North Korea’s KPW-USD exchange rate continues to climb amid the strengthening of the US dollar while the international economic slowdown causes a surge in demand for stable assets. The international currency market appears to be impacting the KPW-USD exchange rate, but the country’s dollar exchange rate is climbing much more sharply than the international rate.
According to a recent Daily NK survey of exchange rates in North Korea, the KPW-USD exchange rate crossed over the KPW 8,000 line in Pyongyang, Sinuiju and Hyesan as of July 26.
In particular, the dollar rate in Pyongyang was KPW 8,150, 15% higher than it was during Daily NK’s July 10 survey, when it was KPW 7,100.
The US Dollar Index (DXY), which shows the value of the dollar against six nations’ currencies, was 107.19 on July 26, up 3.4% compared to June 26. Given that Pyongyang’s KPW-USD exchange rate rose more than 10% between June 26 and July 26, the rate at which North Korea’s dollar exchange rate is rising is far higher than the international rate.
On the other hand, the KRW-RMB exchange rate in North Korea has been holding fairly stable from July 10 to July 26. One yuan equaled KPW 950 as of July 26, just KPW 20 more than what it was on July 10.
The dollar has been rising more sharply than the yuan in North Korea likely because of continued signs that state-led trade – centered around large trading companies operated by the Central Committee, Ministry of State Security, Ministry of Social Security, Ministry of Defense and other powerful agencies – looks set to expand.
Daily NK recently reported that on July 4, the Ministry of External Economic Relations issued orders to regional trade bureaus and trading companies to make preparations for the restart of trade. The order reportedly expands shipboard trade through the port of Nampo and participating companies must include a list of items designated by the state in their imports.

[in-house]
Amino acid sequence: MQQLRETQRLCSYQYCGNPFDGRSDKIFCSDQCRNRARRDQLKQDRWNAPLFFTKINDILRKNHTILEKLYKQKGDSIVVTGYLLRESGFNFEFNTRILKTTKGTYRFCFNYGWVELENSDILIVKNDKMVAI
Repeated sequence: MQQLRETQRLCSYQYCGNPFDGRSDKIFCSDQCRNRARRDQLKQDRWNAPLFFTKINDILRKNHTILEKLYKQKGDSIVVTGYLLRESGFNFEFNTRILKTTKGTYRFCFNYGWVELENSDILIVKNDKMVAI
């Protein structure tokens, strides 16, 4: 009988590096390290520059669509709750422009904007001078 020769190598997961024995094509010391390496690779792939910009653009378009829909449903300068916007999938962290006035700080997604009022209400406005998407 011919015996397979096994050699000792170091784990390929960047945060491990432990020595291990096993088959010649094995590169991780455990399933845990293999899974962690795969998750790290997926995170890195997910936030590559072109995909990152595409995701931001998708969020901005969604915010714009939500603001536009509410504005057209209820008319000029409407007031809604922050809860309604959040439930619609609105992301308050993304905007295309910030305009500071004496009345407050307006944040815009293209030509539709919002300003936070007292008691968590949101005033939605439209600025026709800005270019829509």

However, the order appears to be limited to just large trading companies operating on orders from the government.
Daily NK’s source said that, after the order, seven or eight ships operated by large trading companies under the Central Committee and Ministry of Defense set sail from the port of Nampo. The source speculated that because the ships were laden with a considerable amount of minerals, a large amount of imports will soon enter the country through the North Korean port.
Most of the large-scale, state-led trade through the part of Nampo is conducted in dollars. In the past, there was heavy use of the yuan when small- and medium-sized trading companies were conducting trade with China from Yanggang Province or North Pyongan Province. Recently, however, most transactions are in US currency.
Moreover, Daily NK understands that the Chinese more often prefer dollars over the yuan in trade with North Korea.
Because of this, the number of trading companies buying up dollars has noticeably increased throughout North Korea, and this trend appears to have translated into a spike in the dollar exchange rate.
In particular, the dollar rate climbed sharply not just in Pyongyang, but also in other major cities such as Sinuiju and Hyesan. The source told Daily NK that this reflects the extent of North Korea’s dollar shortage.
“It’s not possible to obtain the amount [of dollars] required [for trading activities] by solely gathering the dollars that exist in Pyongyang,” said the source. “There are no dollars left in the country given the fact that trading companies [can only] conduct trade once they’ve collected the dollars sold by money changers throughout the country.”